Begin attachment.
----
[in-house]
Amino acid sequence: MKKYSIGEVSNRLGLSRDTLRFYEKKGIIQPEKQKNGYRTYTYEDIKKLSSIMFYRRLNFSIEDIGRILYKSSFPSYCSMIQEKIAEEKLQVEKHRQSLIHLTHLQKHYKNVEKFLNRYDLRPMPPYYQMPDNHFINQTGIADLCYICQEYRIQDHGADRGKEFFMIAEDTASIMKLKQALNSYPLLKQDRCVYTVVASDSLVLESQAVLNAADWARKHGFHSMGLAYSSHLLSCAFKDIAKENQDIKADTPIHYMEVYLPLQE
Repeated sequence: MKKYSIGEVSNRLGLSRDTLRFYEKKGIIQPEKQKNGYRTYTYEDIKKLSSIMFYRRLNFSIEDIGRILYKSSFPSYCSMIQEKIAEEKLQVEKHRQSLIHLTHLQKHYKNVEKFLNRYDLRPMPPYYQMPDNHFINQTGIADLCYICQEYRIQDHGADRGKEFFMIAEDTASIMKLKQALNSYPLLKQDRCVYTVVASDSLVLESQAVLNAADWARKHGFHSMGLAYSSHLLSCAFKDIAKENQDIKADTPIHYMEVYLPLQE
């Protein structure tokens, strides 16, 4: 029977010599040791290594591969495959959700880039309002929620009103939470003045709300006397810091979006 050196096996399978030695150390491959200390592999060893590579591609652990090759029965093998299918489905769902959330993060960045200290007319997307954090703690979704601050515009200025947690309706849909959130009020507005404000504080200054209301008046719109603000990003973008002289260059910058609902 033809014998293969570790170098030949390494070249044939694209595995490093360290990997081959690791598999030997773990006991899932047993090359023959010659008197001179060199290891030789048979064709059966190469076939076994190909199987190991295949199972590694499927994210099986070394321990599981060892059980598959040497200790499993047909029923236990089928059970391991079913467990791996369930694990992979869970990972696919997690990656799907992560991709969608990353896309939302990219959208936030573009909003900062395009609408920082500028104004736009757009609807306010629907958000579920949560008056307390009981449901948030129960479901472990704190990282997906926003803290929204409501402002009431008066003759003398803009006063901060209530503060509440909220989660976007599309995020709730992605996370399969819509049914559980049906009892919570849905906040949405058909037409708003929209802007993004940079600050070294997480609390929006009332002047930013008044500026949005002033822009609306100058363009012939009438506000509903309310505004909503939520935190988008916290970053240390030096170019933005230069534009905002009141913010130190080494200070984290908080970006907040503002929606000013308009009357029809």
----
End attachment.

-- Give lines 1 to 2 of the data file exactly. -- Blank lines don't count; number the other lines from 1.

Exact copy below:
[in-house]
Amino acid sequence: MKKYSIGEVSNRLGLSRDTLRFYEKKGIIQPEKQKNGYRTYTYEDIKKLSSIMFYRRLNFSIEDIGRILYKSSFPSYCSMIQEKIAEEKLQVEKHRQSLIHLTHLQKHYKNVEKFLNRYDLRPMPPYYQMPDNHFINQTGIADLCYICQEYRIQDHGADRGKEFFMIAEDTASIMKLKQALNSYPLLKQDRCVYTVVASDSLVLESQAVLNAADWARKHGFHSMGLAYSSHLLSCAFKDIAKENQDIKADTPIHYMEVYLPLQE